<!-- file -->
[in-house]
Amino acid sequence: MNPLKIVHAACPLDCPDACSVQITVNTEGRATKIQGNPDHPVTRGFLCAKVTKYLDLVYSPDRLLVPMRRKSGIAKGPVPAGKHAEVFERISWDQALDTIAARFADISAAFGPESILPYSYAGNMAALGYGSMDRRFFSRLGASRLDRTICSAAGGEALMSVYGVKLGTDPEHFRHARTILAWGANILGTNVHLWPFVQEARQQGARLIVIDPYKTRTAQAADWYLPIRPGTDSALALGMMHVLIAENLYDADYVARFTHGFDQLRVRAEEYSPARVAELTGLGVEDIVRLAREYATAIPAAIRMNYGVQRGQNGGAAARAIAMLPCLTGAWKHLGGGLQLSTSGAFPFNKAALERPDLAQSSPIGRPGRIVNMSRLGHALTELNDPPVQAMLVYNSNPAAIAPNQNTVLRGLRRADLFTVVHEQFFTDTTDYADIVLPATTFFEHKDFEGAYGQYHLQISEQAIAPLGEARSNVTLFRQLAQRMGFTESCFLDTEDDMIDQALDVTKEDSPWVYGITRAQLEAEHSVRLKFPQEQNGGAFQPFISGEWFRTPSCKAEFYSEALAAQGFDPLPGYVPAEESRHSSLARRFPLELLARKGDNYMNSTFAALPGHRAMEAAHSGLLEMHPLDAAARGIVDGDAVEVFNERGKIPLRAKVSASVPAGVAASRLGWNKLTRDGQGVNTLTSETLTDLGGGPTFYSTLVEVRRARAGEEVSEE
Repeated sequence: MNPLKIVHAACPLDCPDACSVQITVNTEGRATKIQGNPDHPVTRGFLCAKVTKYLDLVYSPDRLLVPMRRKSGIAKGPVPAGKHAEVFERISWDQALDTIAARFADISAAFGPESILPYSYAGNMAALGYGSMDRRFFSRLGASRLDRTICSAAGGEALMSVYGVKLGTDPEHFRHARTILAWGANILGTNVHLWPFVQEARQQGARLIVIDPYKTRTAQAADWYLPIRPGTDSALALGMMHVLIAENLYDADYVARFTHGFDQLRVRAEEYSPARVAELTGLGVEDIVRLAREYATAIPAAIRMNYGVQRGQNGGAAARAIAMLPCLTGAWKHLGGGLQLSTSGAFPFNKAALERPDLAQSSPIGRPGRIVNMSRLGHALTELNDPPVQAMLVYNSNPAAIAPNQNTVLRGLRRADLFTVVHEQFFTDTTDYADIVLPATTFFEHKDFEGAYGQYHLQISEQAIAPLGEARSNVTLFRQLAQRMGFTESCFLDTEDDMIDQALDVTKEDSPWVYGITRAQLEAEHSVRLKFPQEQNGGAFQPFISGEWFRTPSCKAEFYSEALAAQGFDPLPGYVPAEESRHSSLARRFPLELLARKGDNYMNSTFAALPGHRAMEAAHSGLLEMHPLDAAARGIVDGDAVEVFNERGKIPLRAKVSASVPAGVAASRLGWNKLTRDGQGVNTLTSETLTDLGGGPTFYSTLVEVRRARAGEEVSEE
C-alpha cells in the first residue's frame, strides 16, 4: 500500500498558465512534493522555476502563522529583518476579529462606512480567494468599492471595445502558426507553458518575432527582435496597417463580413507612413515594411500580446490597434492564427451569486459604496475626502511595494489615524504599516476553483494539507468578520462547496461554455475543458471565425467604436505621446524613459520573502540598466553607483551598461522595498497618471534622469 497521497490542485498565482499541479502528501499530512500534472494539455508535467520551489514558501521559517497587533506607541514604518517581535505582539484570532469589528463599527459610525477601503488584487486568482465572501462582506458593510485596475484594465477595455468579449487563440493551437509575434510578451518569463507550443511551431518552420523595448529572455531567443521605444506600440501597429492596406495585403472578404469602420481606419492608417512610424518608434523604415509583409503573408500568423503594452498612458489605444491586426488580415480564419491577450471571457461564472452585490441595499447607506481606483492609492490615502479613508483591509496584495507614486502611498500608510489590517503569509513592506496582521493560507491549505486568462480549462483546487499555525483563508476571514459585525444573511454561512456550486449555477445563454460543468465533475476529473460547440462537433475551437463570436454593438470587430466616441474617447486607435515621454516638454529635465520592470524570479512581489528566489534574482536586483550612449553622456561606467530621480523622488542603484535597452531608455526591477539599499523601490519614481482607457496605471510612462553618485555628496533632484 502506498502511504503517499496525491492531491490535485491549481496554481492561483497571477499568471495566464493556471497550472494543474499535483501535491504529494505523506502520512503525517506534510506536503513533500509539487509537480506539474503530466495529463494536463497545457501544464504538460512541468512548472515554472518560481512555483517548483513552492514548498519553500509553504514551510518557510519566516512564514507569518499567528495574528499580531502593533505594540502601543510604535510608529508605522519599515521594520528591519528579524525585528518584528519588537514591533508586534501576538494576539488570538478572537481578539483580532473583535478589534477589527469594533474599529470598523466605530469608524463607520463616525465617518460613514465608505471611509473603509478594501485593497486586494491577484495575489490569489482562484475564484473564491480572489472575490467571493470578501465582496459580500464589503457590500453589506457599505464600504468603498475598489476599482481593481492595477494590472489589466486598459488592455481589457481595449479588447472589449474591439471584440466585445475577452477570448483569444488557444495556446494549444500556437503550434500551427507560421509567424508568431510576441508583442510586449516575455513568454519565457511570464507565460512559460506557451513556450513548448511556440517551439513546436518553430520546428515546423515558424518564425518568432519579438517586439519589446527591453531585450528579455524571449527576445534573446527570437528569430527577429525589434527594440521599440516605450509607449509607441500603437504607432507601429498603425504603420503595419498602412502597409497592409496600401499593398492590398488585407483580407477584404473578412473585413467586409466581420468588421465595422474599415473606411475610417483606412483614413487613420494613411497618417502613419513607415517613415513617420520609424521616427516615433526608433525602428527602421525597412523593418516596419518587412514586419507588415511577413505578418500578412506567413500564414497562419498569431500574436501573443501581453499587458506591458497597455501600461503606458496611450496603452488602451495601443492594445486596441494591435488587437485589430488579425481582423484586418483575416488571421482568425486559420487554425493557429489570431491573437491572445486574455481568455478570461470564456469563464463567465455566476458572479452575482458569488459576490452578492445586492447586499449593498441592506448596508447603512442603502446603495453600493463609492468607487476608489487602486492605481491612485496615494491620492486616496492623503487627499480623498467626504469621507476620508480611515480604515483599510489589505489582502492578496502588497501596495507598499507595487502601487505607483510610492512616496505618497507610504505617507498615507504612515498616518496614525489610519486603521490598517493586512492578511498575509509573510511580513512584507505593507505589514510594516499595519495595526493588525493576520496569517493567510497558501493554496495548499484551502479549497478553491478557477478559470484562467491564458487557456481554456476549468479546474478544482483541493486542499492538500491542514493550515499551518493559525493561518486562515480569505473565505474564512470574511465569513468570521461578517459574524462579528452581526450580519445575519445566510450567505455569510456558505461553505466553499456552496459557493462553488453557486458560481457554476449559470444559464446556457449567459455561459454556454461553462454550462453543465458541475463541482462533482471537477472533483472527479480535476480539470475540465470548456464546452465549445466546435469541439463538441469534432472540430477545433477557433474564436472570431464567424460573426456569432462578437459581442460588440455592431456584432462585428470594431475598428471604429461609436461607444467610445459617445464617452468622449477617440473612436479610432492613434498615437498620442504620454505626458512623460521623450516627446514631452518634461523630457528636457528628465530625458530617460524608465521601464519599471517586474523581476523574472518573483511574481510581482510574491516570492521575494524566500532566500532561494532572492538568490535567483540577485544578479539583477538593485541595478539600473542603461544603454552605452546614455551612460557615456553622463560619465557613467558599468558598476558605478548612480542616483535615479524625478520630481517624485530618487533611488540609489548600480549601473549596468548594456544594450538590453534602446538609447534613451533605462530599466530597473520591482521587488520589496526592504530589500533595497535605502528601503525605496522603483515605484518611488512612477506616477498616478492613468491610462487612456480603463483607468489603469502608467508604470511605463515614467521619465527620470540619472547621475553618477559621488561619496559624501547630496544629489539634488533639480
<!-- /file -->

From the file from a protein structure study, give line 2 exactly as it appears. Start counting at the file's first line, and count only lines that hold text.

Amino acid sequence: MNPLKIVHAACPLDCPDACSVQITVNTEGRATKIQGNPDHPVTRGFLCAKVTKYLDLVYSPDRLLVPMRRKSGIAKGPVPAGKHAEVFERISWDQALDTIAARFADISAAFGPESILPYSYAGNMAALGYGSMDRRFFSRLGASRLDRTICSAAGGEALMSVYGVKLGTDPEHFRHARTILAWGANILGTNVHLWPFVQEARQQGARLIVIDPYKTRTAQAADWYLPIRPGTDSALALGMMHVLIAENLYDADYVARFTHGFDQLRVRAEEYSPARVAELTGLGVEDIVRLAREYATAIPAAIRMNYGVQRGQNGGAAARAIAMLPCLTGAWKHLGGGLQLSTSGAFPFNKAALERPDLAQSSPIGRPGRIVNMSRLGHALTELNDPPVQAMLVYNSNPAAIAPNQNTVLRGLRRADLFTVVHEQFFTDTTDYADIVLPATTFFEHKDFEGAYGQYHLQISEQAIAPLGEARSNVTLFRQLAQRMGFTESCFLDTEDDMIDQALDVTKEDSPWVYGITRAQLEAEHSVRLKFPQEQNGGAFQPFISGEWFRTPSCKAEFYSEALAAQGFDPLPGYVPAEESRHSSLARRFPLELLARKGDNYMNSTFAALPGHRAMEAAHSGLLEMHPLDAAARGIVDGDAVEVFNERGKIPLRAKVSASVPAGVAASRLGWNKLTRDGQGVNTLTSETLTDLGGGPTFYSTLVEVRRARAGEEVSEE